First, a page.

Web Development 101 – Learn HTML, Part Two

Welcome to Part Two in my series on Web Development 101. If you missed Part One, make sure to read Web Development 101 – Learn HTML, Right Now before delving into this post. Also if you’ve come across this post and haven’t read my blog before or don’t know much about me make sure to read Understanding Who I Am And What I Do.

Learn HTML

Now onto Part Two and your next lesson in the world of HTML. In Part One I introduced you to all the basics you need to put together a very basic site, now I want to talk about some of the other tags that you’ll most likely be using quite frequently. In the next lesson we’ll start covering CSS, then Javascript and soon you’ll be writing jQuery and AJAX in your sleep. Think you can’t, think again.

The first tag I want to introduce you to here is one that you’ll find yourself using a lot, it’s the tag to create a link and it goes like this:

<a href = “http://www.website.com”>This is a link</a>

This is a very easy tag but also a very powerful one, it is what tells the browser that you would like to link the text “This is a link” to the website “http://www.website.com” and pass along some link juice with it. This is called a “Do Follow” link and written in this form it tells Google that you support or vouch for the site you are linking to.

If you don’t want to give any link love you’ll need to turn the link into a “No Follow” link which you can do using the following format:

<a href = “http://www.website.com” rel = “nofollow”>This is a link</a>

Looks almost the same right? Well it is except for that rel = “nofollow” piece at the end which tells Google you don’t necessarily want to vouch for the site you are linking to and you don’t want to pass on any link juice. Most links in blog comments are marked with this since bloggers don’t want to give away all of their link juice to people trying to rank better by throwing links into their comment stream. Also you might not know where these links are going so you certainly don’t want to vouch for them.

Now I’ll show you how to add an image to your site to spice things up a bit. As you’ll see the syntax here is equally simply – see, HTML isn’t as hard as your thought is it?

<img src = “my_image.png”>

Bam! That’s it, as long as the image “my_image.png” is in the same folder as your HTML file the image will appear. Now let’s link the image to something using the cool link code you just learned:

<a href = “http://www.website.com”><img src = “my_image.png”></a>

Viola! Your image now is liked to http://www.website.com and if someone clicks on it, they’ll be taken to that site. If you want to get fancy you may want to remove the link border that appears in some browsers, to do this simply add a border = “0” to your img tag like this:

<a href = “http://www.website.com”><img src = “my_image.png” border = “0”></a>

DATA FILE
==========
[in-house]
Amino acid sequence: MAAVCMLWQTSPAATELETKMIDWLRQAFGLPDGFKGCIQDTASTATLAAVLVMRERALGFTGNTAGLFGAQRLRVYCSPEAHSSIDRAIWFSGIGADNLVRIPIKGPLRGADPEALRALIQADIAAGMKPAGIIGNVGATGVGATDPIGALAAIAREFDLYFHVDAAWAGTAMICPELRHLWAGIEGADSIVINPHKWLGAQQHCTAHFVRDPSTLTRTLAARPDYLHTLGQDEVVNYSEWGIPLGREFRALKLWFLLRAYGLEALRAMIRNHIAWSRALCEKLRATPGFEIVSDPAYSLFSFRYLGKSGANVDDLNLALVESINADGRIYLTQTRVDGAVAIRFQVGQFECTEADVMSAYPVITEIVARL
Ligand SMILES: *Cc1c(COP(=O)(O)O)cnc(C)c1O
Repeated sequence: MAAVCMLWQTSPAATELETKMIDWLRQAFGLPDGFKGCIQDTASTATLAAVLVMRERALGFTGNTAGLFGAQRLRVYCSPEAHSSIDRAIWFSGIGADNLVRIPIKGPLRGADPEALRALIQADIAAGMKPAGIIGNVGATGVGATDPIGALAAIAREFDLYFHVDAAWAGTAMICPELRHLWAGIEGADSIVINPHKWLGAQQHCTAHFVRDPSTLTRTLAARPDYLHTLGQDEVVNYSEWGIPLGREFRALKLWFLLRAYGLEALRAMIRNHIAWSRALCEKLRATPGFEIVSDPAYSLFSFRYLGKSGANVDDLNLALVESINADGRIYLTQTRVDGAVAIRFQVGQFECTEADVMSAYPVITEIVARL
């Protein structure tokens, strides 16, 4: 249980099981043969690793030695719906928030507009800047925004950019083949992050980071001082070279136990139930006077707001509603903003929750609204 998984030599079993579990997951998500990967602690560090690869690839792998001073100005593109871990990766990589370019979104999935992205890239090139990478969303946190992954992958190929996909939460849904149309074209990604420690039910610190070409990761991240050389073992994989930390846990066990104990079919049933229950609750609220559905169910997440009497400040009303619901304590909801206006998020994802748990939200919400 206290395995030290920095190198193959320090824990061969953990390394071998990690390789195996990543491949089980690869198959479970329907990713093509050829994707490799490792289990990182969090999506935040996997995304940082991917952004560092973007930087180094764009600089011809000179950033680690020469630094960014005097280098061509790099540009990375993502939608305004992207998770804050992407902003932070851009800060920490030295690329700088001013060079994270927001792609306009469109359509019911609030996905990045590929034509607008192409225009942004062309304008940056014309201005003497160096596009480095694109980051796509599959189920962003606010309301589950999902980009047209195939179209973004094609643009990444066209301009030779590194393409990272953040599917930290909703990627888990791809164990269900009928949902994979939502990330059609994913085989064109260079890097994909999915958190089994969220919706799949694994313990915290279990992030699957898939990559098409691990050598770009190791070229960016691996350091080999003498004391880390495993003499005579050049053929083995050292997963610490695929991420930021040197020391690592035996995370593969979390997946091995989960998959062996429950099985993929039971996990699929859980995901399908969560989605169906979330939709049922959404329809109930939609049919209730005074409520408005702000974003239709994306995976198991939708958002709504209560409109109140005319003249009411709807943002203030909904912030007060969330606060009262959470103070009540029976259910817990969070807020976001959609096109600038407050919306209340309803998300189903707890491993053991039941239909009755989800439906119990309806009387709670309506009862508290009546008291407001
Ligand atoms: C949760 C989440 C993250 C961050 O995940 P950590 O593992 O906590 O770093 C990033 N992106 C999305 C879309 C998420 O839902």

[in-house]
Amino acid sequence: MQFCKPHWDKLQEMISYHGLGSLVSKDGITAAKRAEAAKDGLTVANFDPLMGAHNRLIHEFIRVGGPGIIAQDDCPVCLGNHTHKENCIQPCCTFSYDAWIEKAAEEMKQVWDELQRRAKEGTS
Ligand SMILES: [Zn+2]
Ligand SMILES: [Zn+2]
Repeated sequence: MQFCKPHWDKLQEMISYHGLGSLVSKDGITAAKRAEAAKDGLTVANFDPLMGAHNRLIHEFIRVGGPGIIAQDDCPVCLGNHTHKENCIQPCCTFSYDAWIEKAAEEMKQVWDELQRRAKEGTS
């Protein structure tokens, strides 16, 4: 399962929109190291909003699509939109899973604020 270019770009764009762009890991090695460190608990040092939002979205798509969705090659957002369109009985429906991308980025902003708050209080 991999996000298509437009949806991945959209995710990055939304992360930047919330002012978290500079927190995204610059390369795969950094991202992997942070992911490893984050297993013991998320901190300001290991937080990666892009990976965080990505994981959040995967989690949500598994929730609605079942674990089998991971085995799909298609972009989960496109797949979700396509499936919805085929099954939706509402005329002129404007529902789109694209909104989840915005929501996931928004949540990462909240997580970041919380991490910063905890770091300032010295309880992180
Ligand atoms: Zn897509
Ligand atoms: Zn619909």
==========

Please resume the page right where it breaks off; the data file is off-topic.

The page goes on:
There, now you’re in good shape. Honestly these are all the HTML basics you need to know before we delve-into the exciting world of CSS. If you’ve been intimidated by HTML in the past hopefully you’re a little less intimated now. If you’ve been scared of CSS I’m about to help you get over that fear as well. Ready to rock? Stay-tuned, more to come in my Web Development 101 series.

{ 10 comments… add one }

  • JWhite November 9, 2012, 4:38 pm

    Adding to my Facebook “DataBase” list – Thanks 🙂

    Reply
  • JWhite November 9, 2012, 4:58 pm

    Have you spent any time with Adobe Flex/Flash Builder?

    Reply
  • Morgan November 9, 2012, 5:04 pm

    Thanks @JWhite – I’m honored! I have not used Flex/Flash Builder, I have a lot of experience in the software dev space but not as much in design/animation. I know the Smashing Magazine does have some great tutorial though that might have more coverage on this topic.

    Reply
  • JWhite November 9, 2012, 5:52 pm

    “Flash” builder can be misleading. It’s a SDK/IDE derived from Eclipse. It’s pretty awesome, but flash is in a state where it’s neither moving forward nor backwards. There are some rumors Adobe is trying to move away from it since the advent of HTML5 but HTML5 is taking quite a long time to maturate. I definitely need to focus on HTML5 at some point. I havent spent much time in HTML in far to long. Thanks for the 101’s btw.

    Reply
  • onedot November 11, 2012, 9:26 pm

    There is always someone out there who has to show what he knows, eg JWhite.

    Reply
  • Wobble November 16, 2012, 2:17 am

    Thank you for this short and sweet, yet powerful article!

    Reply
    • Morgan November 16, 2012, 10:26 am

      Absolutely @Wobble – glad you liked it!

      Reply
  • Saqib Hussain November 19, 2012, 9:26 pm

    Yes i got very impressed with your this article. That will be very helpful for me to learn web development.
    After reading your article now i am feeling more interest to start learning web development.
    Keep sharing such good new with us.

    Reply
  • Max January 15, 2013, 8:50 am

    Thanks for the free lessons ! But a query – why all the violas ? Shouldn’t it be ‘voila’ ?

    Reply
  • Salvador Hubbard January 24, 2013, 10:27 pm

    CSS is divided into Selectors which are the factor you want to design, and Declarations which are methods in which you want those components to be designed.

    Reply

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